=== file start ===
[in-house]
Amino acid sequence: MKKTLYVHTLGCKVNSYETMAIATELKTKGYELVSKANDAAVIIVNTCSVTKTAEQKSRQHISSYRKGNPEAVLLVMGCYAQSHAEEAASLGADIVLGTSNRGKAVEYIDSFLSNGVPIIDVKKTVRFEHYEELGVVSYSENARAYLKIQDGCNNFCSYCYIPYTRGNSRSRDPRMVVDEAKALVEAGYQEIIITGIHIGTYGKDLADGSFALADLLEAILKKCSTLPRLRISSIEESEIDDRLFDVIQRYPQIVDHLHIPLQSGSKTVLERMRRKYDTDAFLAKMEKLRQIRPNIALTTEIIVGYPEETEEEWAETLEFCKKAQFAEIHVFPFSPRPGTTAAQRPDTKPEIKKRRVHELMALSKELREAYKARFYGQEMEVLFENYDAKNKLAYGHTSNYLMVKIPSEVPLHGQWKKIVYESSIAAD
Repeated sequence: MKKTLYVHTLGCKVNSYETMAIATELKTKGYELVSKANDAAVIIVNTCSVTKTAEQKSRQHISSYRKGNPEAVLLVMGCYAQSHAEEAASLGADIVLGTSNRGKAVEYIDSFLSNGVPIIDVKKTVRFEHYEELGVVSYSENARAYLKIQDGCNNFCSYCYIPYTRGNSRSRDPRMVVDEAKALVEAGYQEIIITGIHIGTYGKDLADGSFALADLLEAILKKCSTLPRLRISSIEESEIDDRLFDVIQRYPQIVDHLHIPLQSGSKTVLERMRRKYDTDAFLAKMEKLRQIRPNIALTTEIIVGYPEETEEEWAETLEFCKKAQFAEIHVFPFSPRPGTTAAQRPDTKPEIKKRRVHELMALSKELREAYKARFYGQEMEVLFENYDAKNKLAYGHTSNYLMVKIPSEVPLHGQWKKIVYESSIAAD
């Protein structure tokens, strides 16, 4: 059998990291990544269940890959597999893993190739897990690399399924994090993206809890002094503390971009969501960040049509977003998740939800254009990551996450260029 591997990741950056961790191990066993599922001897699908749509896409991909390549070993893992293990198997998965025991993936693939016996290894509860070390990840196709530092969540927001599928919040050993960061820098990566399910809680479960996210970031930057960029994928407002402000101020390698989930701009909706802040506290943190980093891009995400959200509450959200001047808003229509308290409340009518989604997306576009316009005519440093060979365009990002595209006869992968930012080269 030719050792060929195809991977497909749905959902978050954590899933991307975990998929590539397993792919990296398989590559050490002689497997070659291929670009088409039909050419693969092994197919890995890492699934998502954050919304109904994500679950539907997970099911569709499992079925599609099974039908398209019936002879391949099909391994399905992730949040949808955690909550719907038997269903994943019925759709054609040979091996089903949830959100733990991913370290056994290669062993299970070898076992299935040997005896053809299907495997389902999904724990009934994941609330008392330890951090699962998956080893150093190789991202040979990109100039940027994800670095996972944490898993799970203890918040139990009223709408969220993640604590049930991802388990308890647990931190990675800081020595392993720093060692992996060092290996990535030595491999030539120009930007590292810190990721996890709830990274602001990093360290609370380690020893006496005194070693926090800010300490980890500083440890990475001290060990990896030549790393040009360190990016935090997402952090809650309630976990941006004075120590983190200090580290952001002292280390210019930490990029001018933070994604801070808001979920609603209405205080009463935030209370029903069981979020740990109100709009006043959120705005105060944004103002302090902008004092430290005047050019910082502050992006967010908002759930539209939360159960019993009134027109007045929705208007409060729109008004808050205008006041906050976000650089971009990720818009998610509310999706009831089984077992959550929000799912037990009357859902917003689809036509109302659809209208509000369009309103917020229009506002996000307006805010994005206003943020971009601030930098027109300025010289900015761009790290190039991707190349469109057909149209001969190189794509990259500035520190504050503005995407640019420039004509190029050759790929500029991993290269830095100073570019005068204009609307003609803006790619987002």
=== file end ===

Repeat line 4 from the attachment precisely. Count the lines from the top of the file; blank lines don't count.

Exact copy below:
């Protein structure tokens, strides 16, 4: 059998990291990544269940890959597999893993190739897990690399399924994090993206809890002094503390971009969501960040049509977003998740939800254009990551996450260029 591997990741950056961790191990066993599922001897699908749509896409991909390549070993893992293990198997998965025991993936693939016996290894509860070390990840196709530092969540927001599928919040050993960061820098990566399910809680479960996210970031930057960029994928407002402000101020390698989930701009909706802040506290943190980093891009995400959200509450959200001047808003229509308290409340009518989604997306576009316009005519440093060979365009990002595209006869992968930012080269 030719050792060929195809991977497909749905959902978050954590899933991307975990998929590539397993792919990296398989590559050490002689497997070659291929670009088409039909050419693969092994197919890995890492699934998502954050919304109904994500679950539907997970099911569709499992079925599609099974039908398209019936002879391949099909391994399905992730949040949808955690909550719907038997269903994943019925759709054609040979091996089903949830959100733990991913370290056994290669062993299970070898076992299935040997005896053809299907495997389902999904724990009934994941609330008392330890951090699962998956080893150093190789991202040979990109100039940027994800670095996972944490898993799970203890918040139990009223709408969220993640604590049930991802388990308890647990931190990675800081020595392993720093060692992996060092290996990535030595491999030539120009930007590292810190990721996890709830990274602001990093360290609370380690020893006496005194070693926090800010300490980890500083440890990475001290060990990896030549790393040009360190990016935090997402952090809650309630976990941006004075120590983190200090580290952001002292280390210019930490990029001018933070994604801070808001979920609603209405205080009463935030209370029903069981979020740990109100709009006043959120705005105060944004103002302090902008004092430290005047050019910082502050992006967010908002759930539209939360159960019993009134027109007045929705208007409060729109008004808050205008006041906050976000650089971009990720818009998610509310999706009831089984077992959550929000799912037990009357859902917003689809036509109302659809209208509000369009309103917020229009506002996000307006805010994005206003943020971009601030930098027109300025010289900015761009790290190039991707190349469109057909149209001969190189794509990259500035520190504050503005995407640019420039004509190029050759790929500029991993290269830095100073570019005068204009609307003609803006790619987002």